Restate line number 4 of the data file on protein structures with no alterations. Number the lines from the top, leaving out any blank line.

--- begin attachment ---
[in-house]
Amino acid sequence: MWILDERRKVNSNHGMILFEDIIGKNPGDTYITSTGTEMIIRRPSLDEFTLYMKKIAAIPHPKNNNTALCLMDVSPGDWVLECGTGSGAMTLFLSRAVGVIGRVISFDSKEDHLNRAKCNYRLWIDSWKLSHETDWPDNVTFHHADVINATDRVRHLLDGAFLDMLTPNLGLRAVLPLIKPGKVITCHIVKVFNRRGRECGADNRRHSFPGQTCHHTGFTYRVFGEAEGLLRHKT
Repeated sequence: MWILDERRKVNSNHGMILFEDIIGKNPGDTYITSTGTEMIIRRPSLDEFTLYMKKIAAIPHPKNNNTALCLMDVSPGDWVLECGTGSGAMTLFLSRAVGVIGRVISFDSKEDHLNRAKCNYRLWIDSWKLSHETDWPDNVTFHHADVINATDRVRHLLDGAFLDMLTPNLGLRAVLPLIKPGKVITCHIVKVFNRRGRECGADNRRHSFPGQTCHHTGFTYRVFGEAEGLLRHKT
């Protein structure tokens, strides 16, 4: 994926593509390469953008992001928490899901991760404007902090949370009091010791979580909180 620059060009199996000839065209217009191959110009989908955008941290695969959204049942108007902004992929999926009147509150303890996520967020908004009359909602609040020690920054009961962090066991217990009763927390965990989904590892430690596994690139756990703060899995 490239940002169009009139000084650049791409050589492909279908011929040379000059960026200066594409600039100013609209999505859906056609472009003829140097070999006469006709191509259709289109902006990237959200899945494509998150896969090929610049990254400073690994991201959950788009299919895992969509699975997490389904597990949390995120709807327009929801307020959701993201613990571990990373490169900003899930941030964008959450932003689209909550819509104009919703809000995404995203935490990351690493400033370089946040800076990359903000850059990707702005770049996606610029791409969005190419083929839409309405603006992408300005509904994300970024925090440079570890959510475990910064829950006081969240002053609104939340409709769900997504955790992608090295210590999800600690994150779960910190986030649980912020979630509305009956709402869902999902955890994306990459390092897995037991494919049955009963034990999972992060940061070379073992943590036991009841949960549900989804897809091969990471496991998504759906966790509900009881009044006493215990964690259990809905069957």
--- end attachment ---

């Protein structure tokens, strides 16, 4: 994926593509390469953008992001928490899901991760404007902090949370009091010791979580909180 620059060009199996000839065209217009191959110009989908955008941290695969959204049942108007902004992929999926009147509150303890996520967020908004009359909602609040020690920054009961962090066991217990009763927390965990989904590892430690596994690139756990703060899995 490239940002169009009139000084650049791409050589492909279908011929040379000059960026200066594409600039100013609209999505859906056609472009003829140097070999006469006709191509259709289109902006990237959200899945494509998150896969090929610049990254400073690994991201959950788009299919895992969509699975997490389904597990949390995120709807327009929801307020959701993201613990571990990373490169900003899930941030964008959450932003689209909550819509104009919703809000995404995203935490990351690493400033370089946040800076990359903000850059990707702005770049996606610029791409969005190419083929839409309405603006992408300005509904994300970024925090440079570890959510475990910064829950006081969240002053609104939340409709769900997504955790992608090295210590999800600690994150779960910190986030649980912020979630509305009956709402869902999902955890994306990459390092897995037991494919049955009963034990999972992060940061070379073992943590036991009841949960549900989804897809091969990471496991998504759906966790509900009881009044006493215990964690259990809905069957």